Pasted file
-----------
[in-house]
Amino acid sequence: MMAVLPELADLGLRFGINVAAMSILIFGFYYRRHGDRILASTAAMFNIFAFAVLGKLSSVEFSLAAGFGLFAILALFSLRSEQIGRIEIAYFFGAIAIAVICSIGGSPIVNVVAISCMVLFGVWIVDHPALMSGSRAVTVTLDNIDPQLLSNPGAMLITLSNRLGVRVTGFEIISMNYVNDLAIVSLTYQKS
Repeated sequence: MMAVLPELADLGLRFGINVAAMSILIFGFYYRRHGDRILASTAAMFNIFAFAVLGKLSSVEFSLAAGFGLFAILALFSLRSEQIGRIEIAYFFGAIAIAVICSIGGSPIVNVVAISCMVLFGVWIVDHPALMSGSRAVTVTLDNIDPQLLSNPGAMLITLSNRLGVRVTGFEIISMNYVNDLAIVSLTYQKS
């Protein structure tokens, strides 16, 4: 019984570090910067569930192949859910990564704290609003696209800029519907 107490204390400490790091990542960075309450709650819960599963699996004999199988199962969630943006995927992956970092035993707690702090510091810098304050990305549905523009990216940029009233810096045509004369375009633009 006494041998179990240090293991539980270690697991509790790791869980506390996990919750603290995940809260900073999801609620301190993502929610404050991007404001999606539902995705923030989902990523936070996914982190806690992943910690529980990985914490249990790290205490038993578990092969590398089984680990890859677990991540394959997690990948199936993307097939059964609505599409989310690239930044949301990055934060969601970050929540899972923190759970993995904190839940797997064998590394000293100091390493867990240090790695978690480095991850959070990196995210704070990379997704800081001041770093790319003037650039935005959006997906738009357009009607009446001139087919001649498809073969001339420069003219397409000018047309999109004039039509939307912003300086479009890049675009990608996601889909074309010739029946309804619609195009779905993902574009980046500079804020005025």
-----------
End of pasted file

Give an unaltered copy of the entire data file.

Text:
[in-house]
Amino acid sequence: MMAVLPELADLGLRFGINVAAMSILIFGFYYRRHGDRILASTAAMFNIFAFAVLGKLSSVEFSLAAGFGLFAILALFSLRSEQIGRIEIAYFFGAIAIAVICSIGGSPIVNVVAISCMVLFGVWIVDHPALMSGSRAVTVTLDNIDPQLLSNPGAMLITLSNRLGVRVTGFEIISMNYVNDLAIVSLTYQKS
Repeated sequence: MMAVLPELADLGLRFGINVAAMSILIFGFYYRRHGDRILASTAAMFNIFAFAVLGKLSSVEFSLAAGFGLFAILALFSLRSEQIGRIEIAYFFGAIAIAVICSIGGSPIVNVVAISCMVLFGVWIVDHPALMSGSRAVTVTLDNIDPQLLSNPGAMLITLSNRLGVRVTGFEIISMNYVNDLAIVSLTYQKS
């Protein structure tokens, strides 16, 4: 019984570090910067569930192949859910990564704290609003696209800029519907 107490204390400490790091990542960075309450709650819960599963699996004999199988199962969630943006995927992956970092035993707690702090510091810098304050990305549905523009990216940029009233810096045509004369375009633009 006494041998179990240090293991539980270690697991509790790791869980506390996990919750603290995940809260900073999801609620301190993502929610404050991007404001999606539902995705923030989902990523936070996914982190806690992943910690529980990985914490249990790290205490038993578990092969590398089984680990890859677990991540394959997690990948199936993307097939059964609505599409989310690239930044949301990055934060969601970050929540899972923190759970993995904190839940797997064998590394000293100091390493867990240090790695978690480095991850959070990196995210704070990379997704800081001041770093790319003037650039935005959006997906738009357009009607009446001139087919001649498809073969001339420069003219397409000018047309999109004039039509939307912003300086479009890049675009990608996601889909074309010739029946309804619609195009779905993902574009980046500079804020005025």